The rules above summarized have frequently been applied in appeals from convictions in criminal cases. State v. Mercer, Iowa, 154 N.W.2d 140, 142 (November 14, 1967) and citations. This is from the cited opinion:

"After citing and analyzing several of our precedents, State v. Jensen, 245 Iowa 1363, 1368, 66 N.W.2d 480, 482, continues: `It is the sound reasoning of these and other Iowa cases that the trial court has before it the whole scene, the action and incidents of the trial as they occur, and is in a much better position to judge whether the defendant has been prejudiced by misconduct of opposing counsel, if there is such. * * The trial court occupies a position of vantage and is rightly given a considerable discretion in determining whether prejudice has resulted.'"

This quotation seems to have more than ordinary application to an appeal such as this submitted upon only a skeleton record of the trial.

The Mercer case also quotes what State v. Long, 250 Iowa 326, 332, 93 N.W.2d 744, 747 says in distinguishing State v. Tolson, 248 Iowa 733, 82 N.W.2d 105, cited by plaintiff here, and two other decisions.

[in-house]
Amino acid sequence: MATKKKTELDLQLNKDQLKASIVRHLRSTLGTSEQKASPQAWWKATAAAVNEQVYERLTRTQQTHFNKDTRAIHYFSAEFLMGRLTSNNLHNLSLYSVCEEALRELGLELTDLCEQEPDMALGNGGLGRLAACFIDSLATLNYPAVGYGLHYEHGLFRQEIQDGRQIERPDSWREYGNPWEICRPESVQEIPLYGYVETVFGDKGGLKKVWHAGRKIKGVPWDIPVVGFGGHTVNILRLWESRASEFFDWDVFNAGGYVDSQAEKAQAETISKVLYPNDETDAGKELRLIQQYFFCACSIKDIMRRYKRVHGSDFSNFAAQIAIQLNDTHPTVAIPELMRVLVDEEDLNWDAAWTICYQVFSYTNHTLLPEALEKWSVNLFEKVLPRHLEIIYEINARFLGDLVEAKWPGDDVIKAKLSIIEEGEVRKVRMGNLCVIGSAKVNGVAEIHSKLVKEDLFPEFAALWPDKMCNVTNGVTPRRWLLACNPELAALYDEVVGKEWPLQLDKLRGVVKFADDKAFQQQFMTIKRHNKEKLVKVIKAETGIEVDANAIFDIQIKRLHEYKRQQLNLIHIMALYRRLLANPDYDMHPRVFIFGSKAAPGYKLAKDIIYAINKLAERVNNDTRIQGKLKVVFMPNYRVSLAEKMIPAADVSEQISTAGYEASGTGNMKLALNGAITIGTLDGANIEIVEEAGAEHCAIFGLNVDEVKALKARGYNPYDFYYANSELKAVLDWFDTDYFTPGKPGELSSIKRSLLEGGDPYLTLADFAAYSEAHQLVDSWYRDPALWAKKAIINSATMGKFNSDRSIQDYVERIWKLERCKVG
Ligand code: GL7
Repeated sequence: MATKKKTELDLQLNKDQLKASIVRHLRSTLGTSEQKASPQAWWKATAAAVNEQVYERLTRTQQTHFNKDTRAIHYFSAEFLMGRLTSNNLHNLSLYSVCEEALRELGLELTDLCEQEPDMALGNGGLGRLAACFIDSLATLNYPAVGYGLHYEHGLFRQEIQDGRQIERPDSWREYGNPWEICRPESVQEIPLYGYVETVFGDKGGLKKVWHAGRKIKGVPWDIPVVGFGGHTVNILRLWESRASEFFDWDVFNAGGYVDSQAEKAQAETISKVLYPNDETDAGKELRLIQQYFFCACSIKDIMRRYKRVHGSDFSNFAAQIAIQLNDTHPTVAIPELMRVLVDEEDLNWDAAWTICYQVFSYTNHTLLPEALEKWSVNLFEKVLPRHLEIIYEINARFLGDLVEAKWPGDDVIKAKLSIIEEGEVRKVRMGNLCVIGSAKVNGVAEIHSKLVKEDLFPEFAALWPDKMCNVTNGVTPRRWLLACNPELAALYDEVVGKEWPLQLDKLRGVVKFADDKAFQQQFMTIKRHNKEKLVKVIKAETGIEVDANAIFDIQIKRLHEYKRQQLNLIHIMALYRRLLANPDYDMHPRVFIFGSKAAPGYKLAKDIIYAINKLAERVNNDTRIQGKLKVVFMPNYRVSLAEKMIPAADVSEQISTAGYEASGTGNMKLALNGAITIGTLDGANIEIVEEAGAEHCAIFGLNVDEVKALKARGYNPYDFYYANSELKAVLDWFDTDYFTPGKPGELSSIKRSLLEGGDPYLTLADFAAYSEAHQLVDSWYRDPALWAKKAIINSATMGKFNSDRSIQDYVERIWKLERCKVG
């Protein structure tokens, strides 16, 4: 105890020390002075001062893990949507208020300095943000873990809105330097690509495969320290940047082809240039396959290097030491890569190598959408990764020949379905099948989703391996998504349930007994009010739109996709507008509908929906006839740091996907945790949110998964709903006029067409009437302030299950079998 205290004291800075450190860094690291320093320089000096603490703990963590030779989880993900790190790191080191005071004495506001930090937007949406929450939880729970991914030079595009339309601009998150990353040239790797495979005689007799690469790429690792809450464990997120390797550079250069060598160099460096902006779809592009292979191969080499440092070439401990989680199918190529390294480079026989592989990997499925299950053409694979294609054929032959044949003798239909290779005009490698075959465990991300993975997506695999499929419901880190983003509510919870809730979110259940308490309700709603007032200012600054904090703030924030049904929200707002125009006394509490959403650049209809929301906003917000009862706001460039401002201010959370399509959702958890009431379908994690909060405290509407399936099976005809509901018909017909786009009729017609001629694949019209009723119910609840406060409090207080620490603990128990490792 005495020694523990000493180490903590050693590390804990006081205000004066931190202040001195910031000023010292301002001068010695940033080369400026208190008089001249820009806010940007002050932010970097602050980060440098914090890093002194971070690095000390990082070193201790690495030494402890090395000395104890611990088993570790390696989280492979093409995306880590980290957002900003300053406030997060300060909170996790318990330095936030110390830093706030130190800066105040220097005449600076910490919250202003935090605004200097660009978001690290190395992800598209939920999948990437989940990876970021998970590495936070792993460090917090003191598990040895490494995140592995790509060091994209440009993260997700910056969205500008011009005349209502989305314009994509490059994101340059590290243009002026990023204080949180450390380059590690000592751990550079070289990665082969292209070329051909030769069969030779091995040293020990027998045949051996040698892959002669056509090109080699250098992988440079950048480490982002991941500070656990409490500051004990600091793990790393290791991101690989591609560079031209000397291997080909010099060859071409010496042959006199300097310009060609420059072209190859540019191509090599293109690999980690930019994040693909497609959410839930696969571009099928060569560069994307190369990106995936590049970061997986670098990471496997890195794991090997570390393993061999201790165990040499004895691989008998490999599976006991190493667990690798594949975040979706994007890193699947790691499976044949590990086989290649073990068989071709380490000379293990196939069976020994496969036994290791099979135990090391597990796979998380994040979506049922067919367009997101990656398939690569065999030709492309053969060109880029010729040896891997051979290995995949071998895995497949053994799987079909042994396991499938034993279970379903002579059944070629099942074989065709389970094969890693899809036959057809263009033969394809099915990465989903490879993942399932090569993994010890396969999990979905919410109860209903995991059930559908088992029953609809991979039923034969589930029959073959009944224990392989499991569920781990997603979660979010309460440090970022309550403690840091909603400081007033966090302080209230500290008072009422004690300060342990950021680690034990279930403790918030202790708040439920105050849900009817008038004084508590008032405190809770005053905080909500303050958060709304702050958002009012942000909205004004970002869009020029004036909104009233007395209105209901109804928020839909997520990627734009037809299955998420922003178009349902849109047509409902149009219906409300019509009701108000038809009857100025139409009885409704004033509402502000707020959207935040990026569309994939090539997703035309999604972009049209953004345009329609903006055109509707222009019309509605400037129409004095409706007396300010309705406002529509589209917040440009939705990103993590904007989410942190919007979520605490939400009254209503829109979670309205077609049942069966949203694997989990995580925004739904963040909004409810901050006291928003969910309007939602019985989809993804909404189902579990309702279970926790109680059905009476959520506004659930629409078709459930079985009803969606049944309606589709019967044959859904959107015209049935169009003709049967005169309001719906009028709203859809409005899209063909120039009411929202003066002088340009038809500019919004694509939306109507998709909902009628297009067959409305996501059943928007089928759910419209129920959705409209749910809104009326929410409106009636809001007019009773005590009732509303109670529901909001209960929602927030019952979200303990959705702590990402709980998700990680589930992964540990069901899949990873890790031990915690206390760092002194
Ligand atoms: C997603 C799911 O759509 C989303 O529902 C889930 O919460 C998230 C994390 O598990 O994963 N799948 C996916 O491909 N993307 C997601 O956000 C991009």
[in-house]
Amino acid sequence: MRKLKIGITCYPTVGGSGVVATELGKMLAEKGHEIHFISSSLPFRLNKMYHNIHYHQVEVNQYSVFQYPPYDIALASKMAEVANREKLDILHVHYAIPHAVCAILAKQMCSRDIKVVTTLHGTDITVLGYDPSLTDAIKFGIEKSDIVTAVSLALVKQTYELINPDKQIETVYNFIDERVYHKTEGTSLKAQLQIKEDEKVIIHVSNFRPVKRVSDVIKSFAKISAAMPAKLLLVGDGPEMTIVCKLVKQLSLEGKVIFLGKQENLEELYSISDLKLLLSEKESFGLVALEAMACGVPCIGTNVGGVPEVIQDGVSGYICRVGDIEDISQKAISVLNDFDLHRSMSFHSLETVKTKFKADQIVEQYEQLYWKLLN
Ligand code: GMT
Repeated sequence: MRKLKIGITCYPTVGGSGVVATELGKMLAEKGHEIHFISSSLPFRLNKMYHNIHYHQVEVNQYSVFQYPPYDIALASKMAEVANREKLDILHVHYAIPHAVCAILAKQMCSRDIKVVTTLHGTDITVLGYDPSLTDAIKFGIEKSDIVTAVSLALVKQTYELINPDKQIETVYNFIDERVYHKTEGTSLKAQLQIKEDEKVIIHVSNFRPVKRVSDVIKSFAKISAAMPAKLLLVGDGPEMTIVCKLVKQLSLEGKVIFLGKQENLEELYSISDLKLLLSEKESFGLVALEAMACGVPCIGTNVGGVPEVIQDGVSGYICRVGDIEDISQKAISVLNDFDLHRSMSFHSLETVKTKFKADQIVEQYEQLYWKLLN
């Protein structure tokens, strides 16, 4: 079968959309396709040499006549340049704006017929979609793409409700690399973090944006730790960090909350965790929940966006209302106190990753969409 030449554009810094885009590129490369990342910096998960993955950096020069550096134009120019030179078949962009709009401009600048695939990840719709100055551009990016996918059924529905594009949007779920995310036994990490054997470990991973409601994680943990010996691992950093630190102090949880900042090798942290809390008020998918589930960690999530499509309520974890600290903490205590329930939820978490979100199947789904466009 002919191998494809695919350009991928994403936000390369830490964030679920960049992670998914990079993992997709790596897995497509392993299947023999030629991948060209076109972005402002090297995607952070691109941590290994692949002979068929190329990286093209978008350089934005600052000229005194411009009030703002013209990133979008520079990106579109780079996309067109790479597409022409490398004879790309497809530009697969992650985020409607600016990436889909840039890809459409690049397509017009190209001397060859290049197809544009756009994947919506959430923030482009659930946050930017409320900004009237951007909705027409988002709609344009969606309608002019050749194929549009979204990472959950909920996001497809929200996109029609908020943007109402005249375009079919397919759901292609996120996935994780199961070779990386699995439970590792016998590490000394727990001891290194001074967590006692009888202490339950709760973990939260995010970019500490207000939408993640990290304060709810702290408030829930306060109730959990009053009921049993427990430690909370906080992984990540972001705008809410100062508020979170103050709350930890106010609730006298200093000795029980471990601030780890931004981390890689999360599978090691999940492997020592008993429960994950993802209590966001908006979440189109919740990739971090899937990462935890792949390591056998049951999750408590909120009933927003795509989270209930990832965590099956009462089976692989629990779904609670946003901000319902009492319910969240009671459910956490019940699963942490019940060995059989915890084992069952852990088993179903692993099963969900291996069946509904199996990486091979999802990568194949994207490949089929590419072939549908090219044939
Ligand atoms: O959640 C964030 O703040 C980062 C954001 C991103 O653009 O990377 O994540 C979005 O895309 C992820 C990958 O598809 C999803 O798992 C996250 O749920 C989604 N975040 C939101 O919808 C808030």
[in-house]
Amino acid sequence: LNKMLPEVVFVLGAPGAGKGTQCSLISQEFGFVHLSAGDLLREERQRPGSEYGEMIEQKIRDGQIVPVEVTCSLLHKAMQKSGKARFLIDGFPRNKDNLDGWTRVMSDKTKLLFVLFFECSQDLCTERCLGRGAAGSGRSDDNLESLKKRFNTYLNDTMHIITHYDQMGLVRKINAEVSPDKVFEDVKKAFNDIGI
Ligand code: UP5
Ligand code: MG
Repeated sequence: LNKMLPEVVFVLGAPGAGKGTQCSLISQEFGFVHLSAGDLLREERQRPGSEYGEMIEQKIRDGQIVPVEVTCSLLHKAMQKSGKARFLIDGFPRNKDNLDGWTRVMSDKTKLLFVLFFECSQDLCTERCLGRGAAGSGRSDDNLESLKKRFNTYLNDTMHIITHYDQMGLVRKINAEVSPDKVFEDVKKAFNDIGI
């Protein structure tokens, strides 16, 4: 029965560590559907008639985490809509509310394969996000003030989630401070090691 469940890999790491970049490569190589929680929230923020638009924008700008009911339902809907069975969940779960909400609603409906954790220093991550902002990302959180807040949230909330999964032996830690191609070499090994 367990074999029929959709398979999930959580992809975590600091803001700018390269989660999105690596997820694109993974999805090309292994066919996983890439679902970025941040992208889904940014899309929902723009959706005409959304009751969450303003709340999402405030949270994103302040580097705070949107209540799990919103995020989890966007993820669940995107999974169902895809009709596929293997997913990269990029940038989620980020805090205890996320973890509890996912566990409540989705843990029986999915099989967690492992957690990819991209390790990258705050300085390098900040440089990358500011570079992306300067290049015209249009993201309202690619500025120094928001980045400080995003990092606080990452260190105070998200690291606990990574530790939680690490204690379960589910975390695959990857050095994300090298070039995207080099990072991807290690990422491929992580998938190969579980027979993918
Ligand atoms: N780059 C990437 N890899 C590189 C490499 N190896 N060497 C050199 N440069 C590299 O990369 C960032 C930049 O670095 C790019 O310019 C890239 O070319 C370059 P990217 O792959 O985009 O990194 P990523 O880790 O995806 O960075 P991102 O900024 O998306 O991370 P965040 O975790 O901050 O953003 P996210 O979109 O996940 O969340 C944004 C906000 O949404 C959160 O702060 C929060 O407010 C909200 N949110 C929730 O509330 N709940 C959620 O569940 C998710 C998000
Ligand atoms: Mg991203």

Aside from State v. Tolson, plaintiff cites one other recent precedent in support of her claim based on misconduct of counsel Brooks v. Gilbert, 250 Iowa 1164, 98 N.W.2d 309. It presents a much stronger claim of misconduct than we have here, together with erroneous rulings of the trial court. (See Long v. Gilchrist, 251 Iowa 1294, 1298, 105 N.W.2d 82, 84.) In Brooks improper questions designed for the same ultimate purpose were asked 13 times notwithstanding proper objections to them were sustained.

The fact the present case has been twice tried to different juries without a verdict for plaintiff has some bearing on what our decision should be. Where each of two trials has resulted in a verdict for the same party, the error which will justify reversal and a third trial must be such as to demonstrate a failure of justice will occur if we do not again interfere. McKlveen v. Townley, 233 Iowa 328, 331, 7 N.W.2d 186, 187 and citations. We think this principle has at least some application although the first trial resulted in "a hung jury."

A judgment should not be reversed and litigation prolonged unless error appears which we may reasonably suppose affected the result to the prejudice of the losing party. McKlveen v. Townley, supra, and citations.